U.S. Supreme Court holds Kansas to district court fee structure in Kansas v. Colorado

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From the Denver Post (Mark Jaffe): “In the final ruling in the long-running case, the U.S. Supreme Court rejected Kansas’ argument its consultants should be paid $9.2 million by Colorado. Colorado Attorney General John Suthers argued before the court in December that his state should be on the hook only for the $40-a-day fee set by federal court rules. The court agreed. So Colorado owes Kansas precisely $199,577.19.”

More coverage from Legal Newsline (Chirs Rizo):

Appearing before the high court in November, Colorado Attorney General John Suthers argued that his state should not have to pay $9 million in expert witness fess that Kansas says Colorado taxpayers ought to pay since it was the prevailing party in a protracted water rights case. “The Supreme Court’s decision today marks a bright note for Colorado in this long-running water dispute,” Suthers said on a statement. “We are glad to see the Supreme Court sided with our position on the matter of expert witness fees and, as a result, saved Colorado taxpayers more than $9 million.” When Suthers and Kansas Attorney General Steve Six appeared last year before the U.S. Supreme Court it was 23 years after the original lawsuit was filed over flows in the Arkansas River…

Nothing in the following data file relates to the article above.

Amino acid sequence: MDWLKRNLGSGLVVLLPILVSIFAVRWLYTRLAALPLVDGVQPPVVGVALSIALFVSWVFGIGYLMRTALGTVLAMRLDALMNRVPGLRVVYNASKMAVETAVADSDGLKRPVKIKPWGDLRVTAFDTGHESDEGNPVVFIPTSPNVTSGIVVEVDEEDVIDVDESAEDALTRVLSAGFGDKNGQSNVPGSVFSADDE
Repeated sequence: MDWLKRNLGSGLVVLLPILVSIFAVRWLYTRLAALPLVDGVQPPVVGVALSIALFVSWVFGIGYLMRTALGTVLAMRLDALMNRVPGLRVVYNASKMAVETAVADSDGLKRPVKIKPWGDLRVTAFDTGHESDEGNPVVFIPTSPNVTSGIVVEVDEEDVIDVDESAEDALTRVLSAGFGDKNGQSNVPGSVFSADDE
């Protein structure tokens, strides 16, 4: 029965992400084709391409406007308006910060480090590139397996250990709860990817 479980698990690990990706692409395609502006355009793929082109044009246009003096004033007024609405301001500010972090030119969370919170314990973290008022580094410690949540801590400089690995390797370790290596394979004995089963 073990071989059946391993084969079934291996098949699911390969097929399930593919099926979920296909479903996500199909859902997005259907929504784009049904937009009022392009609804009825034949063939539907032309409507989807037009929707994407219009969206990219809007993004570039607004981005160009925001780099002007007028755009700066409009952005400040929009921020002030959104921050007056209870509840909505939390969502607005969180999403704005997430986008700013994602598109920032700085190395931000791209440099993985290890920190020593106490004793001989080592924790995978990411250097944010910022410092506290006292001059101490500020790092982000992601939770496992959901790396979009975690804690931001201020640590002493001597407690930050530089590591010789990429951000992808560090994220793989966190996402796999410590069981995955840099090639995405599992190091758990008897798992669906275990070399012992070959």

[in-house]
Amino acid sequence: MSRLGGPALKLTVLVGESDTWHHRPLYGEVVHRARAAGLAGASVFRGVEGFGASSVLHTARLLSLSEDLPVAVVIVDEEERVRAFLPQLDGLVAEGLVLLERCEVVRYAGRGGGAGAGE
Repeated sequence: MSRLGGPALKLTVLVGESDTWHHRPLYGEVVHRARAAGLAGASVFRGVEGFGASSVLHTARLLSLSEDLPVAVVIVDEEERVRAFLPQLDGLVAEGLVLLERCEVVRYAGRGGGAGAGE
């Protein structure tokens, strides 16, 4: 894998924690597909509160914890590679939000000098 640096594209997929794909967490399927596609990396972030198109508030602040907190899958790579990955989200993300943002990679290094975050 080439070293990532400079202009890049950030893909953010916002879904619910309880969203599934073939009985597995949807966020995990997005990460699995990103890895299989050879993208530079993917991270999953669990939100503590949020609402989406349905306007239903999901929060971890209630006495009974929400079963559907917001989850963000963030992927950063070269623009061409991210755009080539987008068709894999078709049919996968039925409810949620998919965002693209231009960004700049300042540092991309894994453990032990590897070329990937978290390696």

“We see no good reason why the rule regarding the recovery of expert witness fees should differ markedly depending on whether a case is originally brought in a district court or in this court,” Associate Justice Samuel Alito wrote for the high court. “Many cases brought in a district court are not less complex than those brought originally in this court.”

More Coyote Gulch coverage here and here.

One thought on “U.S. Supreme Court holds Kansas to district court fee structure in Kansas v. Colorado

  1. Who said it was easy to make money in America?
    Keep in mind all this was filed well before the stuff hit the fan.

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